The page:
Lisa Beane: Karma
Andrea Douglas, curator
October 14, 2017- January 13, 2018
Artist talk and reception Saturday, October 14, 6-8 pm
Lisa Beane’s new exhibition Karma is comprised of 9 paintings and one artist book; all of which were completed over the course of the this year. Vibrantly colored images that recall the innocence of childhood are paired with those that point to darker, more sinister historic moments. The result is a frenetic dialogue between image and viewer. Beane’s paintings suggests the heightened anxiety that pervades the times in which we live. In the catalogue that accompanies the show, essayist Sarah Sargeant opines that Beane interrogates “fascism, national socialism, and terrorism.” She goes on to indicate that the artist’s paintings are partly inspired by the brutal and violent death of Farkhunda Malikzada in 2015. The Afghan woman was beaten to death, her body burned, and thereafter thrown into the river. Sargeant writes “Beane saw in the outcry here in the states, blatant hypocrisy and convenient amnesia. After all, it wasn’t that long ago that we were doing much the same thing.”
Lisa Beane’s Karma gives us the ability to see how far we have come and how far we have yet to go.
The catalogue is $15 and available for purchase in the Alumni Room museum shop and coffee bar.
Yolonda Jones: Private Spaces
Andrea Douglas, curator
July 15– October 6, 2017
Artist talk and reception Saturday July 15, 6-8 pm
When the IPhone was launched in 2007, it changed photography forever. In 2011, photographer Annie Liebowitz proclaimed it to be the “snapshot camera of today.” Since then it, along with other mobile devices, has become so advanced in its capabilities, it is now equally as serviceable as a DSLR camera. With this heightened capacity, a genre of photography has developed that foregrounds immediacy and intimacy over the technical.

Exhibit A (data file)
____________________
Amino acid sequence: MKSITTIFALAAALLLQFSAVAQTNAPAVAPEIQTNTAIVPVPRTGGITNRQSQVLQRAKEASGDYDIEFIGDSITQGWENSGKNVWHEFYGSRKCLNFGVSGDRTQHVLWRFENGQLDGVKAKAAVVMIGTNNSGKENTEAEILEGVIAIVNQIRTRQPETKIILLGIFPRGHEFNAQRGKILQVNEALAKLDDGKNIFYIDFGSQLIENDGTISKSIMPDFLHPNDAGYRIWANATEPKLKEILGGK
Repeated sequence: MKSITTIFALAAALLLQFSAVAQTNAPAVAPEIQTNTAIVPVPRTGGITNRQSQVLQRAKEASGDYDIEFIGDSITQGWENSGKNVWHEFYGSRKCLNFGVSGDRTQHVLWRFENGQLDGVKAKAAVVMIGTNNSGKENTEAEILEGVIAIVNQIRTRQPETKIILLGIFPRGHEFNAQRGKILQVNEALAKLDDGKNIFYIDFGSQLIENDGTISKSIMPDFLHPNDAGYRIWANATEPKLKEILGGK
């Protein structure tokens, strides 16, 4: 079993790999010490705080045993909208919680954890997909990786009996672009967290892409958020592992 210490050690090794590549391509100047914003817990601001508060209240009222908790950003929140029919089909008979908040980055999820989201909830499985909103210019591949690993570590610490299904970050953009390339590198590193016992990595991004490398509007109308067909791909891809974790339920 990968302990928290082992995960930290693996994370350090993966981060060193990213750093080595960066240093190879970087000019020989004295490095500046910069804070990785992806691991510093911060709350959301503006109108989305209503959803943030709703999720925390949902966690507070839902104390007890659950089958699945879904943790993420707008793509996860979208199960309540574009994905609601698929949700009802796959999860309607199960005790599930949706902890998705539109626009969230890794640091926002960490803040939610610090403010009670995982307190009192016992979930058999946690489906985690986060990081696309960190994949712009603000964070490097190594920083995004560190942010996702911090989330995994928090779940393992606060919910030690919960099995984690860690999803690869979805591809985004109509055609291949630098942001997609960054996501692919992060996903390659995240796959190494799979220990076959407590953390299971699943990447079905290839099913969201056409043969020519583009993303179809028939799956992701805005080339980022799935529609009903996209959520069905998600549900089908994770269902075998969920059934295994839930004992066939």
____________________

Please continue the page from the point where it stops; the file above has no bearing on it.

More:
Intimacy and immediacy are hallmarks of Yolonda Jones’ photographs. Those presented here, were taken with her IPhone 5 c and IPhone 7 in the last three years. Owing to an active schedule—she is wife, mother, author, singer, photographer, and teacher—her phone is vital to how she engages with her environment. In her photography, her device provides her the opportunity to capture fleeting moments, or quick interactions that would otherwise be lost. Jones is largely self-taught and relies on instinct, books, and advice from other artists to increase her facility. She asserts her penchant for taking pictures began as a child when she would blink her eyes with the hope of isolating single occurrences. She received her first camera when she was seven or eight and aimed her eye at family events, again trying to hold on to a particular instance.
At first consideration, Jones’ images are reminiscent of paintings by French impressionist Berthe Morisot (1841-1895). The artists share a particular coloring, emphasis on light and display of intimate, rarely seen moments that reveal the everyday. However, Jones’ images of her children and husband have a narrative quality that moves away from Morisot’s documentary tendency. The artist endeavors to portray more than simple interactions. Her hope is to create images that will be cherished, held for posterity as reminders of private interactions—even when they occur in public spaces.